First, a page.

social media awareness vs. mindshare in social media marketing

social media awareness vs. mindshare in social media marketing



In this video we're going to chat about social
media awareness vs. mindshare the primary flaw of many social media marketing
campaigns today is the simple fact that they focus on creating awareness for a company
and its products and services—instead of focusing on creating mindshare. awareness has been a primary goal of social
media marketing for the last several years. it’s the first chapter of every marketing
101 curriculum. so what’s wrong with awareness? well, once you create it, you begin to lose
it. let's talks about understanding your awareness-to-purchase
timeframe social media marketers rely on a constant
barrage of market visibility initiatives—advertisements, influencer marketing, stories, feed-posts,
retargeted ads, and promotions of every shape and color are almost non-stop (with minor
seasonal fluctuations). if you’re selling laundry detergent, the average social media
user is likely going to have a need for detergent within the next two to three weeks. if they see your ads and posts regularly,
they’ll hopefully be swayed to buy your product when they do need it in the next few
weeks. the awareness-to- purchase timeframe is brief. as the complexity of the product or service
that you’re marketing on social media rises, the awareness-to-purchase timeframe expands. you see an ad for the latest iphone, and you
want one, but it may be several weeks or even a few months before you decide to buy it (you
may, for example, need more time to save up for it). but in the world of technology social media
marketing, the awareness-to-purchase timeframe (the true sales cycle) can easily be six to
nine months or much longer. when you launch your social media marketing
campaign, maybe along with an email or influencer marketing campaign, you’re relying on the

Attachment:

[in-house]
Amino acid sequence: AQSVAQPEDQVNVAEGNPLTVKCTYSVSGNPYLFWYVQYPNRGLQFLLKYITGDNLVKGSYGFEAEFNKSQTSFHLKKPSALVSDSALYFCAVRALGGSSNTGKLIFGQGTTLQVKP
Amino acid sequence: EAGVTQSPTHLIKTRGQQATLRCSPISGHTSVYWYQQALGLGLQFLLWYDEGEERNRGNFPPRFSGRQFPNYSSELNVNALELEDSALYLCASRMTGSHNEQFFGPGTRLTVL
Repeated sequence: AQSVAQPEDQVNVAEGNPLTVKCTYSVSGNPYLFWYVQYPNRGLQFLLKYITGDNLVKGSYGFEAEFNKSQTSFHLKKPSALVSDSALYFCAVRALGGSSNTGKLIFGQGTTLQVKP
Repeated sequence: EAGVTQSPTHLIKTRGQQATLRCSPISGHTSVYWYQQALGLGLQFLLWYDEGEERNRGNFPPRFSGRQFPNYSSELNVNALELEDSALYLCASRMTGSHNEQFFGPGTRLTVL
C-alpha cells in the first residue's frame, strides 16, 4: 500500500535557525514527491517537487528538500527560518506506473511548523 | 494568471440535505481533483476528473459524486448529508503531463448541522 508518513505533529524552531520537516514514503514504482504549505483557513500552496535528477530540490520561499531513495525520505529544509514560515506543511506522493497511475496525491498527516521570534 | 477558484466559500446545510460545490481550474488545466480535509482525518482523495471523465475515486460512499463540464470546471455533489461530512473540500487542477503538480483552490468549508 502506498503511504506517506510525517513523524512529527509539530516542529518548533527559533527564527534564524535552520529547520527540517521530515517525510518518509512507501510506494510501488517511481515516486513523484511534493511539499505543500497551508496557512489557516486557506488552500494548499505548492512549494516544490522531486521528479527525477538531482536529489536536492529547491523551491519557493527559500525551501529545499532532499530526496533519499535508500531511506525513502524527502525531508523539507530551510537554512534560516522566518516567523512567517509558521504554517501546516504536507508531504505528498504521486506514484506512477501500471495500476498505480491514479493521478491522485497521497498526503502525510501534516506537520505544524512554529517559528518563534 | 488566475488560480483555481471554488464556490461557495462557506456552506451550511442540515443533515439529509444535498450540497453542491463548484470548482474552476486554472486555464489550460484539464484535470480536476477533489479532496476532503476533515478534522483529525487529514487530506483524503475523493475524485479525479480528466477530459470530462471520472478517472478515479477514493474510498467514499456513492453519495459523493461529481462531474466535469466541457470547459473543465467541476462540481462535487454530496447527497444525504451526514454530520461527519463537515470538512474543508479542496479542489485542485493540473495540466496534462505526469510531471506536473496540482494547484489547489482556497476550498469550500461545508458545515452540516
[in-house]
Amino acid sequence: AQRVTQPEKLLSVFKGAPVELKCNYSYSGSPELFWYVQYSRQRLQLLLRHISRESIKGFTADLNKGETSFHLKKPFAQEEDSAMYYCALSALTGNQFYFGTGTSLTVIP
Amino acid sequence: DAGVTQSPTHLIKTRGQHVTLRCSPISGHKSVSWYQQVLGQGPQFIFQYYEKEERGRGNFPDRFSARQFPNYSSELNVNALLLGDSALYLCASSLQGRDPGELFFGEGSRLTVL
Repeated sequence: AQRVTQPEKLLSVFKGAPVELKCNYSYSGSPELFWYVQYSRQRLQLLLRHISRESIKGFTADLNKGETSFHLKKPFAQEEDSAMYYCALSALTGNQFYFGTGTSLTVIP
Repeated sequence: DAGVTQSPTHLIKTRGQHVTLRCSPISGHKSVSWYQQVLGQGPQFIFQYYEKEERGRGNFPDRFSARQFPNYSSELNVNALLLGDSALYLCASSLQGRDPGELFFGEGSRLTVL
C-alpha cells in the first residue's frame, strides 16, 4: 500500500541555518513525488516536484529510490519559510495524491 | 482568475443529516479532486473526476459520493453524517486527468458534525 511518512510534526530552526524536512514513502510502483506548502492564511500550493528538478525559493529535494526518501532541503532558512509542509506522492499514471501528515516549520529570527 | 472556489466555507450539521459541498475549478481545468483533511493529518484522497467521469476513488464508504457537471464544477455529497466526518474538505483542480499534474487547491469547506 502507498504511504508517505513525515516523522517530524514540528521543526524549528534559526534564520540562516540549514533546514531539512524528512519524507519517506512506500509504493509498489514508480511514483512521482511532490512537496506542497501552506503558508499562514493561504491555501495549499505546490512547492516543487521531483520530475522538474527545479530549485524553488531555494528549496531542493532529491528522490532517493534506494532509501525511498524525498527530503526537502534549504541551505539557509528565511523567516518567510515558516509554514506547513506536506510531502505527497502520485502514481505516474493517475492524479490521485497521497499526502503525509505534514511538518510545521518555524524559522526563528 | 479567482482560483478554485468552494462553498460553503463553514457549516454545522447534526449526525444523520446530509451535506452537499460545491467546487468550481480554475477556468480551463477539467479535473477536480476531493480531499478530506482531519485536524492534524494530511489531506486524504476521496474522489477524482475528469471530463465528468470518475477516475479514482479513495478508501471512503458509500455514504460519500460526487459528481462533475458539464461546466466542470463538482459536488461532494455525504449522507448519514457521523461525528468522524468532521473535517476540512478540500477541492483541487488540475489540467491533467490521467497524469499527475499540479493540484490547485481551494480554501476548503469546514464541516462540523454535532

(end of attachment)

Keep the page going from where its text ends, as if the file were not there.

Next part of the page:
sheer chance that you reach decision makers who happen to recognize that they need your
solution—and need it soon. you cannot expect them to remember much about
you nine months from now when they finally reach the conclusion that they need to purchase
something. but that’s precisely what too many social
media marketing campaigns rely on today. awareness is relative to time awareness is a measurement that’s relative
to a specific point in time. how aware someone is of your company, products
and services depends on when you ask them. they may be fully aware of your brand a day
or perhaps even a week after they’ve seen your facebook post, received and read your
email, liked your tweet, viewed your story on instagram, or visited your website. but chances are low that they’ll still be
aware of your company nine months later when they’ve finally concluded that they really
need a solution to the problem your product or service is designed to solve. and that’s the flaw with most social media
marketing campaigns: they don’t recognize that awareness is very fleeting. when your prospective customer reads your
email, views your story, talks to your chatbot, or visits your youtube channel, their awareness
of you peaks right away—and then immediately begins to decay. if the problem that your product or service
solves happens to be a high-priority concern on their mind at that moment, you’re in
luck. but if that business problem won’t become
a high priority for that company for several months, the chance they’re thinking of you
all those months later is not high. under pressure to generate new sales leads,
many companies today rush forward with ill- planned social media marketing campaigns that
focus too much on awareness—and not on mindshare. the want to drive sales in the short-term